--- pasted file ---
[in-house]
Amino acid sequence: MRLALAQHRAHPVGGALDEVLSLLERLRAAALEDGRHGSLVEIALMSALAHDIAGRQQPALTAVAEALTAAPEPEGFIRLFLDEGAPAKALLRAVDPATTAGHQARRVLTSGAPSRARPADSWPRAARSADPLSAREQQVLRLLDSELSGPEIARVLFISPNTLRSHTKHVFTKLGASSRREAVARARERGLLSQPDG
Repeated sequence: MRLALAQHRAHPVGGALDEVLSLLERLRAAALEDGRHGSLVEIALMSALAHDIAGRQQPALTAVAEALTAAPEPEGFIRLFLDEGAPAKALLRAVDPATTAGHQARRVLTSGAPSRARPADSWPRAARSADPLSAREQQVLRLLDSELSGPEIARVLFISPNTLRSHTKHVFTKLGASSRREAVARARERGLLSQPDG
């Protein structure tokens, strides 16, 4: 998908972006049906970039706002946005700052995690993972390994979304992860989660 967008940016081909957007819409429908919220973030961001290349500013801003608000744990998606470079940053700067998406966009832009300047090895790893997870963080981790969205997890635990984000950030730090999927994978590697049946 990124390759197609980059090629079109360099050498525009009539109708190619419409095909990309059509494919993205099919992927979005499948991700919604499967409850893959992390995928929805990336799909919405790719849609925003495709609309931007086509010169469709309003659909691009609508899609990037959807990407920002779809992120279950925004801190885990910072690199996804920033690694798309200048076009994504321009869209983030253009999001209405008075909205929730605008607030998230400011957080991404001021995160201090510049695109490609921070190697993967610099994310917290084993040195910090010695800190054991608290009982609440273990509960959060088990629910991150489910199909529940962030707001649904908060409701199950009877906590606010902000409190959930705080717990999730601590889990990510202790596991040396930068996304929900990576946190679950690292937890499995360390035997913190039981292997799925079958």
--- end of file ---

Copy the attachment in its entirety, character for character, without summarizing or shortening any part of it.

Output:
[in-house]
Amino acid sequence: MRLALAQHRAHPVGGALDEVLSLLERLRAAALEDGRHGSLVEIALMSALAHDIAGRQQPALTAVAEALTAAPEPEGFIRLFLDEGAPAKALLRAVDPATTAGHQARRVLTSGAPSRARPADSWPRAARSADPLSAREQQVLRLLDSELSGPEIARVLFISPNTLRSHTKHVFTKLGASSRREAVARARERGLLSQPDG
Repeated sequence: MRLALAQHRAHPVGGALDEVLSLLERLRAAALEDGRHGSLVEIALMSALAHDIAGRQQPALTAVAEALTAAPEPEGFIRLFLDEGAPAKALLRAVDPATTAGHQARRVLTSGAPSRARPADSWPRAARSADPLSAREQQVLRLLDSELSGPEIARVLFISPNTLRSHTKHVFTKLGASSRREAVARARERGLLSQPDG
């Protein structure tokens, strides 16, 4: 998908972006049906970039706002946005700052995690993972390994979304992860989660 967008940016081909957007819409429908919220973030961001290349500013801003608000744990998606470079940053700067998406966009832009300047090895790893997870963080981790969205997890635990984000950030730090999927994978590697049946 990124390759197609980059090629079109360099050498525009009539109708190619419409095909990309059509494919993205099919992927979005499948991700919604499967409850893959992390995928929805990336799909919405790719849609925003495709609309931007086509010169469709309003659909691009609508899609990037959807990407920002779809992120279950925004801190885990910072690199996804920033690694798309200048076009994504321009869209983030253009999001209405008075909205929730605008607030998230400011957080991404001021995160201090510049695109490609921070190697993967610099994310917290084993040195910090010695800190054991608290009982609440273990509960959060088990629910991150489910199909529940962030707001649904908060409701199950009877906590606010902000409190959930705080717990999730601590889990990510202790596991040396930068996304929900990576946190679950690292937890499995360390035997913190039981292997799925079958």